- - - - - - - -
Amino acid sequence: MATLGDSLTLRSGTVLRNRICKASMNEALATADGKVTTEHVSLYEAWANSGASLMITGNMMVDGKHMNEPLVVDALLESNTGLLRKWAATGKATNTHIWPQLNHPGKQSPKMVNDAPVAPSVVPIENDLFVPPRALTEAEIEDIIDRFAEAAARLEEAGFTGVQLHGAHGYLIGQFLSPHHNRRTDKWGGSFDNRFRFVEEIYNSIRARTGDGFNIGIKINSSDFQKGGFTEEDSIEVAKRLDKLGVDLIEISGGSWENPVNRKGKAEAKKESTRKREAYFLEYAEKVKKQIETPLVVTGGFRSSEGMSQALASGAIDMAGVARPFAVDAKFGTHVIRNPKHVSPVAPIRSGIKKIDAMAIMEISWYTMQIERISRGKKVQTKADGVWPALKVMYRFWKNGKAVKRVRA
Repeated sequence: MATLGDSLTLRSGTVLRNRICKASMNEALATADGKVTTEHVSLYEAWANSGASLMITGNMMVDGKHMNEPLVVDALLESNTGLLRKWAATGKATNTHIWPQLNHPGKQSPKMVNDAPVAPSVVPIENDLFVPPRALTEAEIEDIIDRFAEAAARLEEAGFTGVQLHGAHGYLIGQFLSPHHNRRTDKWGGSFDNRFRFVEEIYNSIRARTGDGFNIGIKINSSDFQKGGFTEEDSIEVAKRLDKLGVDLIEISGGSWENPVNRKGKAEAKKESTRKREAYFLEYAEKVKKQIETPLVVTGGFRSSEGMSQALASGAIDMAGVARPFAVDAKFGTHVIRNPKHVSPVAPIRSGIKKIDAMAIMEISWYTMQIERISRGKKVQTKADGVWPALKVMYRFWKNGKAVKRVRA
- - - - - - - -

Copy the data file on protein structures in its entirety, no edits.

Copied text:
Amino acid sequence: MATLGDSLTLRSGTVLRNRICKASMNEALATADGKVTTEHVSLYEAWANSGASLMITGNMMVDGKHMNEPLVVDALLESNTGLLRKWAATGKATNTHIWPQLNHPGKQSPKMVNDAPVAPSVVPIENDLFVPPRALTEAEIEDIIDRFAEAAARLEEAGFTGVQLHGAHGYLIGQFLSPHHNRRTDKWGGSFDNRFRFVEEIYNSIRARTGDGFNIGIKINSSDFQKGGFTEEDSIEVAKRLDKLGVDLIEISGGSWENPVNRKGKAEAKKESTRKREAYFLEYAEKVKKQIETPLVVTGGFRSSEGMSQALASGAIDMAGVARPFAVDAKFGTHVIRNPKHVSPVAPIRSGIKKIDAMAIMEISWYTMQIERISRGKKVQTKADGVWPALKVMYRFWKNGKAVKRVRA
Repeated sequence: MATLGDSLTLRSGTVLRNRICKASMNEALATADGKVTTEHVSLYEAWANSGASLMITGNMMVDGKHMNEPLVVDALLESNTGLLRKWAATGKATNTHIWPQLNHPGKQSPKMVNDAPVAPSVVPIENDLFVPPRALTEAEIEDIIDRFAEAAARLEEAGFTGVQLHGAHGYLIGQFLSPHHNRRTDKWGGSFDNRFRFVEEIYNSIRARTGDGFNIGIKINSSDFQKGGFTEEDSIEVAKRLDKLGVDLIEISGGSWENPVNRKGKAEAKKESTRKREAYFLEYAEKVKKQIETPLVVTGGFRSSEGMSQALASGAIDMAGVARPFAVDAKFGTHVIRNPKHVSPVAPIRSGIKKIDAMAIMEISWYTMQIERISRGKKVQTKADGVWPALKVMYRFWKNGKAVKRVRA